Tim Campbell owns Midtown Composting, a composting business moving closer to a zero waste Detroit and making healthy, locally grown produce more accessible. Several businesses in Corktown are already using Tim's service and that number is growing. Learn more about Midtown Composting and Corktown's involvement below.
- Started in September 2017
- Goals - to promote the local food economy, put neighborhood people to work, use less energy to transport food, and re-purpose vacant land
- 45 customers residential and commercial
- Compost sent to partner urban farms - Brother Nature Produce, Georgia St Community Collective, Fisheye Farm, Greydale Farm
- In talks with farms to deliver Detroit grown produce to customers in Summer 2018
- Residential rate = $10 / Month for Weekly Pickup, $5 / Month for Bi-weekly pickup
- Commercial rate = $10 / Week for 5 to 20 buckets, $5 / Week for 3 Buckets, or $2 / Buckets
- More than 20 buckets = negotiable rate
Q & A with Tim
1. What inspired you to start your business?
I have a passion for entrepreneurship. I saw a gap in the system. The leading edge in the modern world is sustainability. There are many restaurants in Detroit that continue to open that want to operate in a socially and environmentally responsible manner. There are plenty of farms in the city that need compost to make fertile soil for the growing season. I work towards solving the gap in the system and do something I enjoy that I can visually see is making a difference in the world.
2. What are the biggest benefits for businesses when they start composting?
Social and environmental responsibility. When a business chooses to compost their kitchen waste as well as recycling versus tossing recyclables into the traditional garbage, they are supporting the creation of jobs and development within Detroit's neglected neighborhoods. They are lessening their contribution to the ever growing problem of waste storage in landfills, air pollution from incineration, water contamination, and are joining the ever growing trend of environmental responsibility that Detroit is leaning towards; doing so by modeling other cities in the nation and in the world where sustainability is the norm and in some cases is the law. They are also promoting the sourcing of locally sourced, more nutritious, better tasting produce; an improvement to their food quality.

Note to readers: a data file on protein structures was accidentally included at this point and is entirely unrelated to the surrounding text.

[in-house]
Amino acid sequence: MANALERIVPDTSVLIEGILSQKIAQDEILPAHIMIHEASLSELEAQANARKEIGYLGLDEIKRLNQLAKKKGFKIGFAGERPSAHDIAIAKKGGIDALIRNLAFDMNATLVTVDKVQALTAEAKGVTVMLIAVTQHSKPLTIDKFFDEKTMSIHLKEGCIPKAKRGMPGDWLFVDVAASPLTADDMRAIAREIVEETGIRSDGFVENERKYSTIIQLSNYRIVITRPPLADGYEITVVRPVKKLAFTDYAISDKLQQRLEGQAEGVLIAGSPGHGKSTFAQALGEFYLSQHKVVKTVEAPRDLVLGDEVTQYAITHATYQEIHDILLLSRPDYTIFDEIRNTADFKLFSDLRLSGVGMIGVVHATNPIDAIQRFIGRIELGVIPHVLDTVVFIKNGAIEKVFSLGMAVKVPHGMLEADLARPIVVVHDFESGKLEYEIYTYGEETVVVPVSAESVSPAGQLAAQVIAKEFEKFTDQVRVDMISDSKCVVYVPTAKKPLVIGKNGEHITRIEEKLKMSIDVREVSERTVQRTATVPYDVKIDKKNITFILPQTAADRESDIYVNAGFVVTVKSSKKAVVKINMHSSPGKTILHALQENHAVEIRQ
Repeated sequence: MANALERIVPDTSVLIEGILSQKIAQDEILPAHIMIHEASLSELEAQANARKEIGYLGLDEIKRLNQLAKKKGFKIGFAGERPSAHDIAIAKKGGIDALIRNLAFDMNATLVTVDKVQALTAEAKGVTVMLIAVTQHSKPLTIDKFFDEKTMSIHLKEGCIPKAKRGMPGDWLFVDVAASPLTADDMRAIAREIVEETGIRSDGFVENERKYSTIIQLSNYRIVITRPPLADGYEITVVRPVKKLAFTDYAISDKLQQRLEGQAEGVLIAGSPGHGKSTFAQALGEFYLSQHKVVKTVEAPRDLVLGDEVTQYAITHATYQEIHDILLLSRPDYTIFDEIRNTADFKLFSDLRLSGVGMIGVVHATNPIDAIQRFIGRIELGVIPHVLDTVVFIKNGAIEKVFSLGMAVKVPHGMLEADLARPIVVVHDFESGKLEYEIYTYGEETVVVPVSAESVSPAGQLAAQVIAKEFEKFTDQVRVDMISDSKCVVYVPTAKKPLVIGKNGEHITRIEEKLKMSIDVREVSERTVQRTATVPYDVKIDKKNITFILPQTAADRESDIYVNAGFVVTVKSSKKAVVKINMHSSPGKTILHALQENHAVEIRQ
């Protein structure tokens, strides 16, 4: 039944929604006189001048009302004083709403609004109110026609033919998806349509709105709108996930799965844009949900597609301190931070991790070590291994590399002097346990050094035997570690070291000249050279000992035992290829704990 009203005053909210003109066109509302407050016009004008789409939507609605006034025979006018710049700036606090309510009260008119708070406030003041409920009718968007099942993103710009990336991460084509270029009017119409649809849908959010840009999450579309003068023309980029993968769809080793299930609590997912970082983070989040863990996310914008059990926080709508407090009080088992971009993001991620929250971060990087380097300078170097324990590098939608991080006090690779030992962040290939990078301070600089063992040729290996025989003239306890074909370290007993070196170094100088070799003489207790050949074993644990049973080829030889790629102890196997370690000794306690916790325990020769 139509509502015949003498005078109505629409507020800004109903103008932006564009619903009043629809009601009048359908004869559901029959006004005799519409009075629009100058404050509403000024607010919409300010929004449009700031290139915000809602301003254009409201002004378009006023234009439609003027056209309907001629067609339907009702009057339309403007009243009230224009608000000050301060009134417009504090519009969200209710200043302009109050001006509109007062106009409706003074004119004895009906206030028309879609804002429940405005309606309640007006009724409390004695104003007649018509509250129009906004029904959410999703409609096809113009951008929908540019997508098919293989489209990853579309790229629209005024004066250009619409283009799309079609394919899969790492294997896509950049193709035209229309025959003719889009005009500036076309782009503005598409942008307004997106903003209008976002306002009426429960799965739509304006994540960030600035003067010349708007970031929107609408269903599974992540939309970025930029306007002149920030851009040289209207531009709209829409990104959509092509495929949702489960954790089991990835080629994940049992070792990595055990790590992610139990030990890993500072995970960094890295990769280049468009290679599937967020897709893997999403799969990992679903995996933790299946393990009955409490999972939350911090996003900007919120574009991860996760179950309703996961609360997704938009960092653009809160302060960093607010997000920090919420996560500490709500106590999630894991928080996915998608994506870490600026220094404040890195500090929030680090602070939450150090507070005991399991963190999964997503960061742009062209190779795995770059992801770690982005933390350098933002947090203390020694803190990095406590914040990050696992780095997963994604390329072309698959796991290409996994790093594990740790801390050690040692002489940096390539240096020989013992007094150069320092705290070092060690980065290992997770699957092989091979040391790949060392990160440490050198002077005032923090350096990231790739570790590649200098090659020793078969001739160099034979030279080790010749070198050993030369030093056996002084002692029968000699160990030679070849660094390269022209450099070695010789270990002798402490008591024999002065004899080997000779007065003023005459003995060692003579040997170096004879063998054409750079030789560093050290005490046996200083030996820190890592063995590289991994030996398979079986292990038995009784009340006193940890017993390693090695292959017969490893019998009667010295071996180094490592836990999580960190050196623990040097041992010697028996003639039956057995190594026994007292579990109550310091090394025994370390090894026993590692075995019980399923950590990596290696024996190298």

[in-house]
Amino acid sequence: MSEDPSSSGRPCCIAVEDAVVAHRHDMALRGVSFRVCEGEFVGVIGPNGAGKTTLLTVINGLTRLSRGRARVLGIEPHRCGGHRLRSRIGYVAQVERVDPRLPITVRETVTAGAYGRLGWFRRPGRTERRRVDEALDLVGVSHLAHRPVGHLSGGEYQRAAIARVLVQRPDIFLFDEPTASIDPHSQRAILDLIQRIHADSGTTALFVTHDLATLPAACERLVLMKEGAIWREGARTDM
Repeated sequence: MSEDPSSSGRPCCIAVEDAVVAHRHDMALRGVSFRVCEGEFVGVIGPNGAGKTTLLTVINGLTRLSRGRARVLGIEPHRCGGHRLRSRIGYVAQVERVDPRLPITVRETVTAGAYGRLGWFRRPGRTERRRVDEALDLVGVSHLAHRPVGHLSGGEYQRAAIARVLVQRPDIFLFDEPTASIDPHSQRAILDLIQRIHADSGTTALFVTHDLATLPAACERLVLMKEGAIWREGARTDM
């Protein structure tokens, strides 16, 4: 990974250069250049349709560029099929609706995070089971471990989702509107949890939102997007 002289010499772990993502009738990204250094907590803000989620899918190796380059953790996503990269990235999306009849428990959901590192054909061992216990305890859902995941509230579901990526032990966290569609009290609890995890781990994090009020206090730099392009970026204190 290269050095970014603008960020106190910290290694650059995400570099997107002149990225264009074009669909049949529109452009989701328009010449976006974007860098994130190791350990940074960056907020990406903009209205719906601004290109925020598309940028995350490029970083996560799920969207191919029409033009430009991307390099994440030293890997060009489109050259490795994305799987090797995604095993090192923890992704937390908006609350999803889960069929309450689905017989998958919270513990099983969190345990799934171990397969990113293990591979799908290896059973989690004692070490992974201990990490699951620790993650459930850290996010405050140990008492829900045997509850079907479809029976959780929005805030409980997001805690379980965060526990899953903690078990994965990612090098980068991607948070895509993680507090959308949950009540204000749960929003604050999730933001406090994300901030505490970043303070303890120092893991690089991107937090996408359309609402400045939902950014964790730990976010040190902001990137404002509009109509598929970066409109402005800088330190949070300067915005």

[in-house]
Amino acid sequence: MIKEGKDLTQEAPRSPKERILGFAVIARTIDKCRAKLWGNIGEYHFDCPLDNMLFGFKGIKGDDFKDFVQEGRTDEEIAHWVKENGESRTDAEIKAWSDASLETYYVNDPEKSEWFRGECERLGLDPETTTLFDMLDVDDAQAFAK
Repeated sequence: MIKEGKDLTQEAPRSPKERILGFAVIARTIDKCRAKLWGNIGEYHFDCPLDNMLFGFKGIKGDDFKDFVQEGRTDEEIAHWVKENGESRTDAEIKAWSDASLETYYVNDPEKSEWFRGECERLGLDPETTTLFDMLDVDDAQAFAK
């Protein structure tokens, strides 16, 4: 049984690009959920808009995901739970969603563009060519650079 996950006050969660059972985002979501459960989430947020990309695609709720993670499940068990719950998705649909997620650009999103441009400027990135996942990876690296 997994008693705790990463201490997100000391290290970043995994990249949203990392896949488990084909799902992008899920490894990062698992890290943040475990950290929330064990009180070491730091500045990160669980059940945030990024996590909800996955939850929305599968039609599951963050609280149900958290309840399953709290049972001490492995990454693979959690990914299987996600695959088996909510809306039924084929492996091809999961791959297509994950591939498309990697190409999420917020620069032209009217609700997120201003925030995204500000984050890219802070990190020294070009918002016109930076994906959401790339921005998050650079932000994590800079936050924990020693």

3. What are some of your big goals/vision?
My vision is that every residence and business in the city of Detroit is recycling, composting, and buying locally grown produce for at least 9 months out of the year. With a closed loop food and waste system, many of the social and environmental problems could be lessened. With agricultural employment, this now means people who live in neglected, low-income neighborhoods can find a job in their neighborhood versus having to pay for the expenses of owning and operating an automobile to drive to a job that is in the suburbs for a low wage, or having to ride the bus for 2 hours each way to get to a job across town. Many neighborhoods in the city only have the option of unhealthy fried food, fast food, and have grocery stores that stock produce grown in another state that now has to travel hundreds of miles consuming fuel and depleting the nations infrastructure when for most of the year which could be grown and purchased within the city of Detroit. We could reduce the problems of wear and tear on the roads, neighborhood blight, healthy food availability, and put Detroit neighborhoods back on the map. Relevant to Corktown, this is the goal and action being taken by Brother Nature Produce in North Corktown, just across I-75 where most Corktown generated compost is processed.
4. What makes the Corktown business community special/unique for this service or just in general what do you like about working with Corktown businesses?
The community in Corktown already has a progressive, eco-minded culture in a addition to having a sense of community where everyone knows each other. The sidewalk ordinance on Michigan Ave and physical layout of the neighborhood promotes a very walk able and bike able neighborhood, and encourages sustainable means of transit of relying less on the automobile. Corktown businesses are very hip, creative, progressive minded and engaged to improving Detroit. Restaurants that compost their food scraps are Detroit Institute of Bagels, PJs Lager House, Mudgies, Brooklyn St Local, Lady Of The House, Batch Brewing, and soon to be Cork & Gabel when they open.
5. How can other Corktown businesses who are interested in this service get connected to you?